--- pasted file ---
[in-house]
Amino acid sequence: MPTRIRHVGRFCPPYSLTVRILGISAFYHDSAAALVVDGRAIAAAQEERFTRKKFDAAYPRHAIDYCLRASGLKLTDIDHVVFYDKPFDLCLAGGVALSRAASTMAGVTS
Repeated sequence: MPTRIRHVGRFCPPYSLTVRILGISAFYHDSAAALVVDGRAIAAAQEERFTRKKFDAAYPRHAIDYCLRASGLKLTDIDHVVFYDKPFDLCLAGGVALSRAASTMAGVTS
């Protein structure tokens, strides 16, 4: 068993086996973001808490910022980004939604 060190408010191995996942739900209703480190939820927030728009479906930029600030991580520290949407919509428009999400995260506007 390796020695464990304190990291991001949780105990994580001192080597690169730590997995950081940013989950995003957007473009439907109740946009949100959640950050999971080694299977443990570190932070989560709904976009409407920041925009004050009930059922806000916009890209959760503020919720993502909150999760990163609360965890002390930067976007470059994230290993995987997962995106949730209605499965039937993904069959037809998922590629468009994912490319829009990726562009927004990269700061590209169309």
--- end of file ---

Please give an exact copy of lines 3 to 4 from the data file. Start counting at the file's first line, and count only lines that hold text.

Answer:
Repeated sequence: MPTRIRHVGRFCPPYSLTVRILGISAFYHDSAAALVVDGRAIAAAQEERFTRKKFDAAYPRHAIDYCLRASGLKLTDIDHVVFYDKPFDLCLAGGVALSRAASTMAGVTS
């Protein structure tokens, strides 16, 4: 068993086996973001808490910022980004939604 060190408010191995996942739900209703480190939820927030728009479906930029600030991580520290949407919509428009999400995260506007 390796020695464990304190990291991001949780105990994580001192080597690169730590997995950081940013989950995003957007473009439907109740946009949100959640950050999971080694299977443990570190932070989560709904976009409407920041925009004050009930059922806000916009890209959760503020919720993502909150999760990163609360965890002390930067976007470059994230290993995987997962995106949730209605499965039937993904069959037809998922590629468009994912490319829009990726562009927004990269700061590209169309």